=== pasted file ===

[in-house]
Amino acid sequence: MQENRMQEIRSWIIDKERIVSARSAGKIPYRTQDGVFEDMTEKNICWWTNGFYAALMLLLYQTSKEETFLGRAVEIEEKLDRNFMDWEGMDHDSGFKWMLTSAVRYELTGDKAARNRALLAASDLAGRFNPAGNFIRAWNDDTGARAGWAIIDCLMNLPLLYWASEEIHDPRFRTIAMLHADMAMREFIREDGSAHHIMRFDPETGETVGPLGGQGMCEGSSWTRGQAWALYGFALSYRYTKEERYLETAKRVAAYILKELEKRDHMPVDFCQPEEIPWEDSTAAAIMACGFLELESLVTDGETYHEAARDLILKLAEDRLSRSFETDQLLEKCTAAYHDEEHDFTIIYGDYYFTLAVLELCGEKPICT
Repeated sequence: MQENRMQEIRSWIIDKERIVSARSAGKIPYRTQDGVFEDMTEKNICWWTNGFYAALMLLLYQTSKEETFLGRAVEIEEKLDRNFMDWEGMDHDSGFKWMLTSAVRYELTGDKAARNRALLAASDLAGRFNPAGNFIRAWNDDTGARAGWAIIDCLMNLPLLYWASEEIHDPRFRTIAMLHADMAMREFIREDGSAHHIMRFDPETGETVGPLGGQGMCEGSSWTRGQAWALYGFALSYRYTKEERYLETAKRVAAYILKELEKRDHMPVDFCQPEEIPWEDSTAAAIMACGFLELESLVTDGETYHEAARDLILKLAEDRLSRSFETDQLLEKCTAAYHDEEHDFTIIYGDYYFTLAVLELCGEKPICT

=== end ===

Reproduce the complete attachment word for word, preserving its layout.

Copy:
[in-house]
Amino acid sequence: MQENRMQEIRSWIIDKERIVSARSAGKIPYRTQDGVFEDMTEKNICWWTNGFYAALMLLLYQTSKEETFLGRAVEIEEKLDRNFMDWEGMDHDSGFKWMLTSAVRYELTGDKAARNRALLAASDLAGRFNPAGNFIRAWNDDTGARAGWAIIDCLMNLPLLYWASEEIHDPRFRTIAMLHADMAMREFIREDGSAHHIMRFDPETGETVGPLGGQGMCEGSSWTRGQAWALYGFALSYRYTKEERYLETAKRVAAYILKELEKRDHMPVDFCQPEEIPWEDSTAAAIMACGFLELESLVTDGETYHEAARDLILKLAEDRLSRSFETDQLLEKCTAAYHDEEHDFTIIYGDYYFTLAVLELCGEKPICT
Repeated sequence: MQENRMQEIRSWIIDKERIVSARSAGKIPYRTQDGVFEDMTEKNICWWTNGFYAALMLLLYQTSKEETFLGRAVEIEEKLDRNFMDWEGMDHDSGFKWMLTSAVRYELTGDKAARNRALLAASDLAGRFNPAGNFIRAWNDDTGARAGWAIIDCLMNLPLLYWASEEIHDPRFRTIAMLHADMAMREFIREDGSAHHIMRFDPETGETVGPLGGQGMCEGSSWTRGQAWALYGFALSYRYTKEERYLETAKRVAAYILKELEKRDHMPVDFCQPEEIPWEDSTAAAIMACGFLELESLVTDGETYHEAARDLILKLAEDRLSRSFETDQLLEKCTAAYHDEEHDFTIIYGDYYFTLAVLELCGEKPICT